A sign above the entrance to the Credit Suisse Group AG headquarters in Zurich, Switzerland, on Monday, November 1, 2021.
Thi Mai Lien Nguyen | Bloomberg | Getty Images
credit Suisse The U.S. said on Wednesday that losses in the second quarter were likely due to the war in Ukraine and a tightening of monetary policy.
In a trading update on Wednesday morning, the beleaguered lender said that due to the geopolitical situation, significant monetary tightening from major central banks in response to rising inflation, and ignoring the stimulus measures of the Covid-19 era, “market volatility, vulnerable customers”. The flow continued. and ongoing client delivering, particularly in the APAC region.”
Credit Suisse said that despite trading revenues benefiting from the spike in volatility, the impact of these conditions, combined with “continued low levels of capital market issuance” and broader credit spreads, affected the investment bank’s “financial performance in April”. disappointed”. May.
“This is likely to hurt this division as well as the group in Q2 of 2022,” the trading update said.
Credit Suisse has faced several scandals and mishaps in recent years, leading some shareholders to call for a change of leadership. President Axel Lehmann told CNBC in MayHowever, CEO Thomas Gottstein has his full support to continue the “rebuilding” of the company.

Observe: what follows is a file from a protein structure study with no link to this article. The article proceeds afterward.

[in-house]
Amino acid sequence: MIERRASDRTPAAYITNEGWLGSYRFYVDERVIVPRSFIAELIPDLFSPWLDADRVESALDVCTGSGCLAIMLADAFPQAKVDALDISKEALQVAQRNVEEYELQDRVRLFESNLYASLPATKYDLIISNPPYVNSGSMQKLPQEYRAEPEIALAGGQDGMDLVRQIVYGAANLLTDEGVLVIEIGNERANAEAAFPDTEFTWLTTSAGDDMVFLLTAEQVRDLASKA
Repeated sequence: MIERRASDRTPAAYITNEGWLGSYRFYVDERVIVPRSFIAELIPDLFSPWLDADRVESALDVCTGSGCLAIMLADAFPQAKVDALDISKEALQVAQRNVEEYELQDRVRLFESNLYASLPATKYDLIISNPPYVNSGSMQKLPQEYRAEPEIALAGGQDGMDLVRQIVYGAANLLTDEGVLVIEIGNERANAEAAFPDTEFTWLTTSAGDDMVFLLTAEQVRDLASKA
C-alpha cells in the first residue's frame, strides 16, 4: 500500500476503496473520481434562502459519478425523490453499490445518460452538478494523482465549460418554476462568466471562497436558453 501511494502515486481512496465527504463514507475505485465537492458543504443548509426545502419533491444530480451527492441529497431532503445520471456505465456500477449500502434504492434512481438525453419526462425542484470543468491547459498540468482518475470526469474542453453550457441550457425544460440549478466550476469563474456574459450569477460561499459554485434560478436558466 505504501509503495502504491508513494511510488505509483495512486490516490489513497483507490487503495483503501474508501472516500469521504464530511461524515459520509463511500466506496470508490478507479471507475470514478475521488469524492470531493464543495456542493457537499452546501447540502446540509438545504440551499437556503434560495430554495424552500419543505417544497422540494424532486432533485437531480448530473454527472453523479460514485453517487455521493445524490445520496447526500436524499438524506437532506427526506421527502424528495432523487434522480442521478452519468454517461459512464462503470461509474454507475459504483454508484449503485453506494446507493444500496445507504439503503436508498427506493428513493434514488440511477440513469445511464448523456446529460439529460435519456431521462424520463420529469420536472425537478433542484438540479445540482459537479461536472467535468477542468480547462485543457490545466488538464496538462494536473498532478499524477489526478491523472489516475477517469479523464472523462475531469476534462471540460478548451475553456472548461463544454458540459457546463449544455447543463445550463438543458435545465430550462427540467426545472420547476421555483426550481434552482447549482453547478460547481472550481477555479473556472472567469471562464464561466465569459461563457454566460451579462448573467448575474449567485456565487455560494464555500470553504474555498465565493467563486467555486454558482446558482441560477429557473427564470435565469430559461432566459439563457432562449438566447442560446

Gottstein took the reins in 2020 after following Former Tidjen Thiam resigns On a lengthy detective scandal.
The bank reported a net loss for the first quarter of 2022 and announced a reshuffle of management as it grapples with related litigation costs. arcgos hedge fund collapse,
Spanish wealthtech platform Allfunds Group, which was launched at Euronext Amsterdam in April 2021, has seen its share price fall 52% year-on-year.
Credit Suisse said 2022 will be a year of “transition” for the bank, which vows to accelerate cost-cutting across the group, and will provide further details in its investor “Deep Dive” on June 28.
The bank aims to have a group common equity tier one capital ratio, a measure of bank solvency, at 13.5% in the near term, in line with its target of 14% by 2024.